Does the left leg know what the right leg is doing?
It is known that unilateral resistance exercise or electromyostimulation (EMS) training can increase muscular strength not only in the trained limb, but also in the homologous muscle of the contralateral limb, a phenomenon termed cross education. It has been suggested that unilateral exercise might be useful in rehabilitation for one limb injury, planned surgical operations or stroke. The principle of using unilateral therapy to treat conditions of the contralateral limb has been applied in traditional Chinese medicine, eg. with acupuncture or electroacupuncture (EA). The mechanisms and clinical significance of cross education are still to be critically examined. The primary mechanism of cross education is believed to reside in the CNS because there was no solid evidence of muscle hypertrophy found in the unexercised limb. However other mechanisms such as regulatory factors via circulation or intrinsic factors should not be excluded.
AIMS: A series of experiments has been conducted in our laboratories with the objective of elucidating the potential mechanisms of cross education, while a specific focus has beeb given to the effects of EMS and EA. The aim of this brief review is to present a summary of our current works in this area.
METHODS: Experimental trials had been performed
(1) to compare the bilateral effects of 4 weeks of unilateral voluntary resistance training and EMS training on knee extensors in healthy human subjects;
(2) to compare the bilateral effects of 4 weeks of unilateral voluntary resistance training, EMS, acupuncture and EA on ankle dorsiflexors in healthy human subjects;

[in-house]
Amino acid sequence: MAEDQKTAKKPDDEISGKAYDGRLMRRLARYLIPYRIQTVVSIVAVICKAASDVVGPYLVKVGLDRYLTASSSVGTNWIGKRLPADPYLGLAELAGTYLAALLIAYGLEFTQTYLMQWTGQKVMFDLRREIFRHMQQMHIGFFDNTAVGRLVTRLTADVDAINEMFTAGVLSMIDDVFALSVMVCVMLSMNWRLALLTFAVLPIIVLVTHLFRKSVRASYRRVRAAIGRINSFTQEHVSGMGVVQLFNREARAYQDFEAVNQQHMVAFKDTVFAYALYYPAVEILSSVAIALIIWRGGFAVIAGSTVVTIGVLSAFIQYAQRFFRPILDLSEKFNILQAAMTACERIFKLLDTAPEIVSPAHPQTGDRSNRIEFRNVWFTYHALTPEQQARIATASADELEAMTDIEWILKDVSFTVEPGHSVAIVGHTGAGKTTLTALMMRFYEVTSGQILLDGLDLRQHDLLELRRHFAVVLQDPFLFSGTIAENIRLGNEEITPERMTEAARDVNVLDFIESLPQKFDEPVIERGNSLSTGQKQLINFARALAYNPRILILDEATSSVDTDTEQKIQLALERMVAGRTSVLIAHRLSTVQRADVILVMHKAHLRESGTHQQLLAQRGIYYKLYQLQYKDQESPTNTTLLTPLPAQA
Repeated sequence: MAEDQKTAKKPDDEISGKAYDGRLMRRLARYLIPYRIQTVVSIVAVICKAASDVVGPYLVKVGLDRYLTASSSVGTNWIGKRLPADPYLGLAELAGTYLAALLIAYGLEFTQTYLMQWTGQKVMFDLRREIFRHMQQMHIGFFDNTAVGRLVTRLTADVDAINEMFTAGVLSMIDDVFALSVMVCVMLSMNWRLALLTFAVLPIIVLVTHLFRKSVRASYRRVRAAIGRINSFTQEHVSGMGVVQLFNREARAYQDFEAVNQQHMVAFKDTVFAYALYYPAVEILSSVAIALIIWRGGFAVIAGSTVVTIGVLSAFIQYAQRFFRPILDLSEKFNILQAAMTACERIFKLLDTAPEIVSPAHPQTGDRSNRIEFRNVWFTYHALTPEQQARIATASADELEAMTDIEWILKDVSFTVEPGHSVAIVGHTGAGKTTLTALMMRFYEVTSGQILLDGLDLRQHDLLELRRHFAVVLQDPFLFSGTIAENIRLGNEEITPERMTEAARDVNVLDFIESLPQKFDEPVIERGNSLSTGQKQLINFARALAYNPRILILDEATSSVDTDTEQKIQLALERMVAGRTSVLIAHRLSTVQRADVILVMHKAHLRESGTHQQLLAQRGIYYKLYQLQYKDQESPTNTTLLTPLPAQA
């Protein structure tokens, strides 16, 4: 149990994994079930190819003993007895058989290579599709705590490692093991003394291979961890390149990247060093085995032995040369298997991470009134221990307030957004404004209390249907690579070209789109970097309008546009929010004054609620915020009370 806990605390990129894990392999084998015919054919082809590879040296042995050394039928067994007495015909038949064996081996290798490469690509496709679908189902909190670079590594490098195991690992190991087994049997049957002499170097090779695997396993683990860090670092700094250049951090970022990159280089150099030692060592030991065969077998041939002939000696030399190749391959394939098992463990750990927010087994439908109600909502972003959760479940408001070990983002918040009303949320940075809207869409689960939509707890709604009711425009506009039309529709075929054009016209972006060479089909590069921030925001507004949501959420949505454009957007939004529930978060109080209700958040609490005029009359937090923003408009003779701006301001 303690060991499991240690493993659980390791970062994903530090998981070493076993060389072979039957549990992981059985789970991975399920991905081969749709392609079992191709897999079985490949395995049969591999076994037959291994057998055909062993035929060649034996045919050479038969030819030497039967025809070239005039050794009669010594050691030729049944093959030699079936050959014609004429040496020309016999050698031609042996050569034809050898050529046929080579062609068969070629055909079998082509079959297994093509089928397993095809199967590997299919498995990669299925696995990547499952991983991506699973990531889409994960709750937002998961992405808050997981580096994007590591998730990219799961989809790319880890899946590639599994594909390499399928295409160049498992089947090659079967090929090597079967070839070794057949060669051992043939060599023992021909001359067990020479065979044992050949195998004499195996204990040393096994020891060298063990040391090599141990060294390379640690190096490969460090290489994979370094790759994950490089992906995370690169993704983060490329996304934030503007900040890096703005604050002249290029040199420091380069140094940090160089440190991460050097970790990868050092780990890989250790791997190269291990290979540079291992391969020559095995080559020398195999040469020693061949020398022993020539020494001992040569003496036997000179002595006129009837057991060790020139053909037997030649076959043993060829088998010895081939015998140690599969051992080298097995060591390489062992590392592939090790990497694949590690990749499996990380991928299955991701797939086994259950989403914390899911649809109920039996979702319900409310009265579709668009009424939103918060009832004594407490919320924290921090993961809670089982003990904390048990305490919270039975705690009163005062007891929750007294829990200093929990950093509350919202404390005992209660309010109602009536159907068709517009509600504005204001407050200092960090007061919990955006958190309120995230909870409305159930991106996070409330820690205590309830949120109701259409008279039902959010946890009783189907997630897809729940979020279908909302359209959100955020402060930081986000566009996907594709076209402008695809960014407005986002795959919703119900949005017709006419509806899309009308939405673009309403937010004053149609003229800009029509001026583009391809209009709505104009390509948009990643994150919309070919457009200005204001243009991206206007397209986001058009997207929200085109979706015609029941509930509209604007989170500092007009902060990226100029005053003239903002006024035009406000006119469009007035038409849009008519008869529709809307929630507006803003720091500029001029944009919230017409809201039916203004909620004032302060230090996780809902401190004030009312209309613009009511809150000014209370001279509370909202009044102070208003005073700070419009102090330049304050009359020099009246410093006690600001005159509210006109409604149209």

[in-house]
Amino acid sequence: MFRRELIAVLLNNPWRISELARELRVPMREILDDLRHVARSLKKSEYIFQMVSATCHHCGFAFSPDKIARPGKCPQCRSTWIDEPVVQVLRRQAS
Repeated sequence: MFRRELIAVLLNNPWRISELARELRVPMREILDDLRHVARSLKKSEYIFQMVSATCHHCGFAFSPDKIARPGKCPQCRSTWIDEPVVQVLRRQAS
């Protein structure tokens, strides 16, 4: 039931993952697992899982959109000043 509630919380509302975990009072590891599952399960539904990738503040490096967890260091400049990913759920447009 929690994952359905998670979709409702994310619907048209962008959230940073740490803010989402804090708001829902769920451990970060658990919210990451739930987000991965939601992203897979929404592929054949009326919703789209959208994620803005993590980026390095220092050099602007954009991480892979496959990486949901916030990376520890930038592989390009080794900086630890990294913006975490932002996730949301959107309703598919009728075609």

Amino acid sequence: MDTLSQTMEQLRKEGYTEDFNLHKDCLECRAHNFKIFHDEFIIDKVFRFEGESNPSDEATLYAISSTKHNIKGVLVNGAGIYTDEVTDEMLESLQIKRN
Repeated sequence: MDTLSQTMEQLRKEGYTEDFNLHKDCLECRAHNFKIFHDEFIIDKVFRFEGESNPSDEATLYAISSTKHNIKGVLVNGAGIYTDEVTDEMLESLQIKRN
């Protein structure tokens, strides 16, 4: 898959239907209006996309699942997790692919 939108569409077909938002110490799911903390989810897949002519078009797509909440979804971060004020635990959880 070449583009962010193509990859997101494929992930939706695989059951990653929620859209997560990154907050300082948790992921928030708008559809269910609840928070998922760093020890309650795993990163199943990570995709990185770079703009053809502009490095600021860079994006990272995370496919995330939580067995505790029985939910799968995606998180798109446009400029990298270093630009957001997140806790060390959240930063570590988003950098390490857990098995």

(3) functional MRI investigation of brain activities during unilateral voluntary contraction and EMS in healthy human subjects;
(4) bilateral responses of IGF-1 and other regulatory factors in leg muscles to unilateral EA in rats; and
(5) bilateral responses of IGF-1 and other regulatory factors in the brain and leg muscles to unilateral EA using an ischemic stroke model in rats.
RESULTS: (1) All of the trials in humans have demonstrated that the unilateral voluntary exercise could improve the muscular strength of both the exercised and the contralateral limbs.
(2) The EMS, manual acupuncture and EA could induce bilateral effects on muscle strength similar to voluntary training (approximately 20% strength gain).
(3) The fMRI trial demonstrated that there were bilateral brain activities in the primary motor area, secondary somatosensory area and cingulate gyrus area during both voluntary and EMS tasks; while EMS also increased bilateral activity in primary somatosensory area, ipsilateral premotor cortex, and contralateral supplementary motor area. These results provided further evidence that supports the hypothesis that inter-cortical activities are involved in manifestation of cross education, and indicated the potentially significant role of somatosensory inputs in causing the contralateral effects.